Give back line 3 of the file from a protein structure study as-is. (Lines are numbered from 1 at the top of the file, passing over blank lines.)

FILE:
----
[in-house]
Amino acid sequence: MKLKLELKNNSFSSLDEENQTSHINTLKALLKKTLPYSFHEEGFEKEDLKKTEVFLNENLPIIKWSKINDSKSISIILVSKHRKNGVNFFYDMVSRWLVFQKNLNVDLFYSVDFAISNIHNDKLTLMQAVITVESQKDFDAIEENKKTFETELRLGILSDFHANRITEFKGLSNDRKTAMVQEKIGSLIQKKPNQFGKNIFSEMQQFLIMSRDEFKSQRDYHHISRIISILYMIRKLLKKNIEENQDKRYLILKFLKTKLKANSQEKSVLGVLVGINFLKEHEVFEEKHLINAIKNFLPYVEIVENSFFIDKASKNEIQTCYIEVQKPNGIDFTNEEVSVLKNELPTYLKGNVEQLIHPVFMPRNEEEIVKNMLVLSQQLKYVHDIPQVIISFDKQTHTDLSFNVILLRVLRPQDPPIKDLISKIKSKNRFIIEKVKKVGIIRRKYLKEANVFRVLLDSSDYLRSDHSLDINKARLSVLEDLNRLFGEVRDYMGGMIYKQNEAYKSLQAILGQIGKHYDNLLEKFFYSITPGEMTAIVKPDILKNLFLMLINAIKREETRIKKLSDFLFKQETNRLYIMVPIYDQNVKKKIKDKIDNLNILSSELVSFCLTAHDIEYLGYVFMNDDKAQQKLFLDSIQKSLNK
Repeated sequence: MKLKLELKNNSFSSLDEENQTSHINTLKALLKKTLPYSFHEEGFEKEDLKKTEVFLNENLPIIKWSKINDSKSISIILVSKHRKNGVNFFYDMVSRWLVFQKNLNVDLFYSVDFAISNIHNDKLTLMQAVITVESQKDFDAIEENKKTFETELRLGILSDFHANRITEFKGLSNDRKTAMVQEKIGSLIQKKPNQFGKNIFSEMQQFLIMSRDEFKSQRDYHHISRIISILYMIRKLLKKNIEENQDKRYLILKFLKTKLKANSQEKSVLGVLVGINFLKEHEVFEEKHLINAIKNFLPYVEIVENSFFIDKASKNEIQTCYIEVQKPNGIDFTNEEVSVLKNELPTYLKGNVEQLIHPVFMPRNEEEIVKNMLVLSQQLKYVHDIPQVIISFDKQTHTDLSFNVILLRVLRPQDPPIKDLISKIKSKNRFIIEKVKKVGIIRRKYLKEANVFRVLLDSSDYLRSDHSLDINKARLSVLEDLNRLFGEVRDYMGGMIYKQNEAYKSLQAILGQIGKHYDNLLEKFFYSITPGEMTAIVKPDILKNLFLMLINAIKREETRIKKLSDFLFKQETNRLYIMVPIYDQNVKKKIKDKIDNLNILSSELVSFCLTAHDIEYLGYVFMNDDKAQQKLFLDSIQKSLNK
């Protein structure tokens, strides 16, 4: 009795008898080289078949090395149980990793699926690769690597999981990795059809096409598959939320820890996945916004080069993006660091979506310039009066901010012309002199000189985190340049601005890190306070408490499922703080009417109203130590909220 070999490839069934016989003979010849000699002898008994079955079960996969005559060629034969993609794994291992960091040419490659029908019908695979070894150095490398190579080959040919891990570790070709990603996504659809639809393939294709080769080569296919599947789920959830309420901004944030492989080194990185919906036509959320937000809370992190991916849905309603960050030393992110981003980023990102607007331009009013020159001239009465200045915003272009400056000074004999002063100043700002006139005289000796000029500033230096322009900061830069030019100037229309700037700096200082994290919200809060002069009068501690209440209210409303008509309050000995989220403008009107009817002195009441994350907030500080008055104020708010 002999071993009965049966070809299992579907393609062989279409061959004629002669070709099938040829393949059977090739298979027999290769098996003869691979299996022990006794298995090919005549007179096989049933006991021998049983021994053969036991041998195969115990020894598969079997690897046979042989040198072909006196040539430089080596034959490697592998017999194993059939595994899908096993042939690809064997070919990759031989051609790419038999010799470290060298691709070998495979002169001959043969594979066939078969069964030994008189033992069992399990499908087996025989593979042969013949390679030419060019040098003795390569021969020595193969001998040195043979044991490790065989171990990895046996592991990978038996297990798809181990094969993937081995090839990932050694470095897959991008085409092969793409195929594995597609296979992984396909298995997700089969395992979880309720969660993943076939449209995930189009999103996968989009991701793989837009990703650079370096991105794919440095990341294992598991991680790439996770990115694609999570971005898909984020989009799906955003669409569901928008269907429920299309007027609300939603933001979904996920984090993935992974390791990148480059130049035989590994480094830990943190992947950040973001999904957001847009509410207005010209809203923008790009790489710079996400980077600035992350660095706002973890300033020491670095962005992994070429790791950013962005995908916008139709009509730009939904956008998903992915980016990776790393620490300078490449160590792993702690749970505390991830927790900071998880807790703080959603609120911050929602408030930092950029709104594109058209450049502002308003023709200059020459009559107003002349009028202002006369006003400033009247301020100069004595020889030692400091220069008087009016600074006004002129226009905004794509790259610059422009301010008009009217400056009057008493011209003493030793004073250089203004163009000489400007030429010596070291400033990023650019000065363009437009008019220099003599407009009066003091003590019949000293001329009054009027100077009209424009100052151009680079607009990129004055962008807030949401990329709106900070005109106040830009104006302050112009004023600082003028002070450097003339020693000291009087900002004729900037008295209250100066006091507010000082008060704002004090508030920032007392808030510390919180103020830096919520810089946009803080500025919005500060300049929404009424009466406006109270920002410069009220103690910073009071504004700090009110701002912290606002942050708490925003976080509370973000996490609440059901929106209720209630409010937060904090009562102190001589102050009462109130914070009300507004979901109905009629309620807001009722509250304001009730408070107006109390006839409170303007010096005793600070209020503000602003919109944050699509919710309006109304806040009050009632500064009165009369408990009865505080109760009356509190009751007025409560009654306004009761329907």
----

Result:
Repeated sequence: MKLKLELKNNSFSSLDEENQTSHINTLKALLKKTLPYSFHEEGFEKEDLKKTEVFLNENLPIIKWSKINDSKSISIILVSKHRKNGVNFFYDMVSRWLVFQKNLNVDLFYSVDFAISNIHNDKLTLMQAVITVESQKDFDAIEENKKTFETELRLGILSDFHANRITEFKGLSNDRKTAMVQEKIGSLIQKKPNQFGKNIFSEMQQFLIMSRDEFKSQRDYHHISRIISILYMIRKLLKKNIEENQDKRYLILKFLKTKLKANSQEKSVLGVLVGINFLKEHEVFEEKHLINAIKNFLPYVEIVENSFFIDKASKNEIQTCYIEVQKPNGIDFTNEEVSVLKNELPTYLKGNVEQLIHPVFMPRNEEEIVKNMLVLSQQLKYVHDIPQVIISFDKQTHTDLSFNVILLRVLRPQDPPIKDLISKIKSKNRFIIEKVKKVGIIRRKYLKEANVFRVLLDSSDYLRSDHSLDINKARLSVLEDLNRLFGEVRDYMGGMIYKQNEAYKSLQAILGQIGKHYDNLLEKFFYSITPGEMTAIVKPDILKNLFLMLINAIKREETRIKKLSDFLFKQETNRLYIMVPIYDQNVKKKIKDKIDNLNILSSELVSFCLTAHDIEYLGYVFMNDDKAQQKLFLDSIQKSLNK